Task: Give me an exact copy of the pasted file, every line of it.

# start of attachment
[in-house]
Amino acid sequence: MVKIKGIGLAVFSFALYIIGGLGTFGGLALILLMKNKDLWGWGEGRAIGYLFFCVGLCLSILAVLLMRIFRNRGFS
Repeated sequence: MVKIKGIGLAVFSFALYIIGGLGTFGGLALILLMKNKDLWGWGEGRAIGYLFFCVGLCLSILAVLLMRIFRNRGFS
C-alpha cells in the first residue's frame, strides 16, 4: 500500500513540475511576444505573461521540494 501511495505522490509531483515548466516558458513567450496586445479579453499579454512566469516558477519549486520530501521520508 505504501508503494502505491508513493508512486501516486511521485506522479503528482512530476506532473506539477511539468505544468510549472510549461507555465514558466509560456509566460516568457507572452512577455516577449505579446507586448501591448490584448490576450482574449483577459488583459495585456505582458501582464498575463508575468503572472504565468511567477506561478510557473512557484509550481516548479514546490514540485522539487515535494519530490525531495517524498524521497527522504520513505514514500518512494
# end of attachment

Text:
[in-house]
Amino acid sequence: MVKIKGIGLAVFSFALYIIGGLGTFGGLALILLMKNKDLWGWGEGRAIGYLFFCVGLCLSILAVLLMRIFRNRGFS
Repeated sequence: MVKIKGIGLAVFSFALYIIGGLGTFGGLALILLMKNKDLWGWGEGRAIGYLFFCVGLCLSILAVLLMRIFRNRGFS
C-alpha cells in the first residue's frame, strides 16, 4: 500500500513540475511576444505573461521540494 501511495505522490509531483515548466516558458513567450496586445479579453499579454512566469516558477519549486520530501521520508 505504501508503494502505491508513493508512486501516486511521485506522479503528482512530476506532473506539477511539468505544468510549472510549461507555465514558466509560456509566460516568457507572452512577455516577449505579446507586448501591448490584448490576450482574449483577459488583459495585456505582458501582464498575463508575468503572472504565468511567477506561478510557473512557484509550481516548479514546490514540485522539487515535494519530490525531495517524498524521497527522504520513505514514500518512494